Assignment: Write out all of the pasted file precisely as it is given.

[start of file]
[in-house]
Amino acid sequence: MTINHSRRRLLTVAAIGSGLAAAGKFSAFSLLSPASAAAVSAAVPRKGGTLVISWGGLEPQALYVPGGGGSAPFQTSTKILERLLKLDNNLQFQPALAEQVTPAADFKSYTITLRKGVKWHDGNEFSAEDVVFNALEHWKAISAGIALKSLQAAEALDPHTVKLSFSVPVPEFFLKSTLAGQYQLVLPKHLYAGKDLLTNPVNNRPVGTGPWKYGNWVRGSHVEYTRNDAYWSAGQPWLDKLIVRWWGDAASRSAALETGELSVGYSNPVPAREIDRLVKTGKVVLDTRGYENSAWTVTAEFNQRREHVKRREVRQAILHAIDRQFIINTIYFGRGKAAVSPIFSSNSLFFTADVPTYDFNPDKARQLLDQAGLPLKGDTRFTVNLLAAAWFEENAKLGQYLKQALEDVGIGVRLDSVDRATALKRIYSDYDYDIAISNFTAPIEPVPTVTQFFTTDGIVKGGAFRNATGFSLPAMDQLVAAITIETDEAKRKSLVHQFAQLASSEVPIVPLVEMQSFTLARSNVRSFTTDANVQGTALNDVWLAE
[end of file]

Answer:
[in-house]
Amino acid sequence: MTINHSRRRLLTVAAIGSGLAAAGKFSAFSLLSPASAAAVSAAVPRKGGTLVISWGGLEPQALYVPGGGGSAPFQTSTKILERLLKLDNNLQFQPALAEQVTPAADFKSYTITLRKGVKWHDGNEFSAEDVVFNALEHWKAISAGIALKSLQAAEALDPHTVKLSFSVPVPEFFLKSTLAGQYQLVLPKHLYAGKDLLTNPVNNRPVGTGPWKYGNWVRGSHVEYTRNDAYWSAGQPWLDKLIVRWWGDAASRSAALETGELSVGYSNPVPAREIDRLVKTGKVVLDTRGYENSAWTVTAEFNQRREHVKRREVRQAILHAIDRQFIINTIYFGRGKAAVSPIFSSNSLFFTADVPTYDFNPDKARQLLDQAGLPLKGDTRFTVNLLAAAWFEENAKLGQYLKQALEDVGIGVRLDSVDRATALKRIYSDYDYDIAISNFTAPIEPVPTVTQFFTTDGIVKGGAFRNATGFSLPAMDQLVAAITIETDEAKRKSLVHQFAQLASSEVPIVPLVEMQSFTLARSNVRSFTTDANVQGTALNDVWLAE